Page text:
We don’t need to be afraid of death. He will raise us from the dead “to live before Him in righteousness and purity forever.” His resurrection didn’t just happen. His resurrection is yours. He makes it yours, and so we’re never afraid. Not of the world, not of death or even dying. Not anything. Because Jesus isn’t just about death. He’s about resurrection, too—His FOR YOU.

It is yours. “Listen to Him.” That’s how He makes it yours. Over your forehead. Into your ears. Into your mouth. We listen to Him not just cause it’s a good idea, not just cause we’re told to, but because in His Word is resurrection, eternal life, and eternal peace.

LISTEN, JESUS’ RESURRECTION IS YOURS!

It has to be. He not only did it. He makes it yours. “Listen to Him.” “I baptize you.” You are baptized! “Listen to Him.” “I forgive you.” You are forgiven. “Listen to Him.” “My Body and Blood for you; I will resurrect you.” You are bodied and blooded. You will be resurrected. One day He’ll do it. One day, He’ll touch your grave and say, “Rise.” You don’t need to be afraid. LISTEN, JESUS’ RESURRECTION IS YOURS! He says so.

INI + AMEN.

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Sermons

Transfiguration of Our Lord (Mt 17:1–9)

Immanuel Lutheran Church—Bremen, KS || AUDIO
Bethlehem Lutheran Church—Bremen, KS || AUDIO

INI + AMEN.

On the sixth day after Jesus talked about His death, He went up a mountain like many other times, but this time He didn’t travel alone. There were always people, crowds, mobs pressing in, just trying to get a glimpse, a snippet, a brush of Him or His garments. On this sixth day, no crowds were with Him, just Peter, James, and John. Continue reading

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Sermons

Transfiguration (Mt 17:1–9)

February 5, 2017
Bethlehem Lutheran Church—Bremen, KS || AUDIO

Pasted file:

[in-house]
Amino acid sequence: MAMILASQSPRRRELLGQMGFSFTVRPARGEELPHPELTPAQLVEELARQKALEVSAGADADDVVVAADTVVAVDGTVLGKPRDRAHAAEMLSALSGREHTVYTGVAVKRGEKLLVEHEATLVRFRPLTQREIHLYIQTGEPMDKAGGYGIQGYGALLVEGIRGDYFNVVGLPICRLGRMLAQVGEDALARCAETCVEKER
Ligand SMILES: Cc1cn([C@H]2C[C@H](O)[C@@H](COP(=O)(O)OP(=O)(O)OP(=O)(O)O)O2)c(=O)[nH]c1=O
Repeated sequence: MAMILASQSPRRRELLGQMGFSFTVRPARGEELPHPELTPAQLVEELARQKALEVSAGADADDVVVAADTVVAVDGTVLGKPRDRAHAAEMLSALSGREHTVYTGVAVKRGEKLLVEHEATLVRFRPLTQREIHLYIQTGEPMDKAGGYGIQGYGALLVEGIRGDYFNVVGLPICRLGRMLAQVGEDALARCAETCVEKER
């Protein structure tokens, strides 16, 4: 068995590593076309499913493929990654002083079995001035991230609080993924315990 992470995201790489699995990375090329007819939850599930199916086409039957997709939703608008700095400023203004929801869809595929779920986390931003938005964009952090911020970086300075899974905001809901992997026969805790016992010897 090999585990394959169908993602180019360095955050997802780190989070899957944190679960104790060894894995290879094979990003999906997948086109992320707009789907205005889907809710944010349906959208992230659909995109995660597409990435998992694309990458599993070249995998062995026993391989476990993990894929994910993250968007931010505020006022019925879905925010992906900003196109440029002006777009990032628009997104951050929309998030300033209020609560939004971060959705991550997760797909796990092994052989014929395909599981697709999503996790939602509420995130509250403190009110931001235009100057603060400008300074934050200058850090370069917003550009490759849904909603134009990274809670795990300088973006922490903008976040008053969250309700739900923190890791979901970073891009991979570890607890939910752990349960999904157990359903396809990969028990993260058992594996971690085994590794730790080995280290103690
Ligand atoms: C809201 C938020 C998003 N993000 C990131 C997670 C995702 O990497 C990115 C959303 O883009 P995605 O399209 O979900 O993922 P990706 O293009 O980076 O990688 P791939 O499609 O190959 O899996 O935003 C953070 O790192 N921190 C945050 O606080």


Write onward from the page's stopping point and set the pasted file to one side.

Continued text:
Immanuel Lutheran Church—Bremen, KS || AUDIO

INI + AMEN.

Transfiguration’s a big deal, but not in a way you might think. That’s our problem. We get caught up in glory clouds, in bright shining faces, in power, in thunderous voices from heaven. That’s Old Adam, though. Our flesh likes that sort of thing. We’re naturally attracted to power. It’s what’s Old Adam understands. At our core, it’s pretty much the one thing we understand naturally.

It’s what we want. We want power. We tend to think: the world would just be perfect if I were running it. The only thing that keeps our ambitions in check is someone with more smarts, more money, more popularity, more connections, or whatever. But it’s all power.

So we take that understanding of power, and we apply that to JESUS and God. Transfiguration seems to play right into that, but the glory of the Transfiguration isn’t the point. JESUS knows that. That’s what He says! “Tell no one the vision, until the Son of Man is raised from the dead.” If that sort glory were the point, He wouldn’t have said, “Don’t tell anyone.” He wouldn’t’ve cared if they said anything. Why does JESUS say this? He says it because

JESUS’ TRUE GLORY IS HIS CROSS AND EMPTY TOMB. Continue reading

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Sermons

Transfiguration (Lk 9:28–36)

February 7, 2016
Immanuel Lutheran Church—Bremen, KS || AUDIO
Bethlehem Lutheran Church—Bremen, KS || AUDIO

INI + AMEN.

Jesus is God hidden in plain sight. Now, that might sound like an odd thing to say on the day we remember when our Lord Jesus was transfigured, but actually this is made even more clear by His Transfiguration. It’s like this: Jesus just looked like a normal guy before this. Sure, He did miracles like healing the sick, raising the dead. That’s not that special. Prophets did that. After His Transfiguration, Jesus looked like a normal guy again. So normal, in fact, He died! That’s pretty run of the mill. Ah, but the Transfiguration, Jesus’ Transfiguration lets you peek behind the curtain. Now “Peter, John, and James”—you too!—get to see that Jesus is who He really says He is. Well, you really know that Easter Sunday, but here’s a little foreshadowing and preview for Easter. But it’s not really about the glory. He hides it. His clothing flashes lightning white. He shines in glory, and then…nothing. Not until His resurrection does He do things never seen before: passing through doors, disappearing, ascending into heaven, appearing in glory to Paul. Anyway, Jesus being transfigured contrasts, in a very vivid way, that Jesus actually hides His glory. He hides it for you.

JESUS HIDES HIS GLORY TO SAVE YOU. Continue reading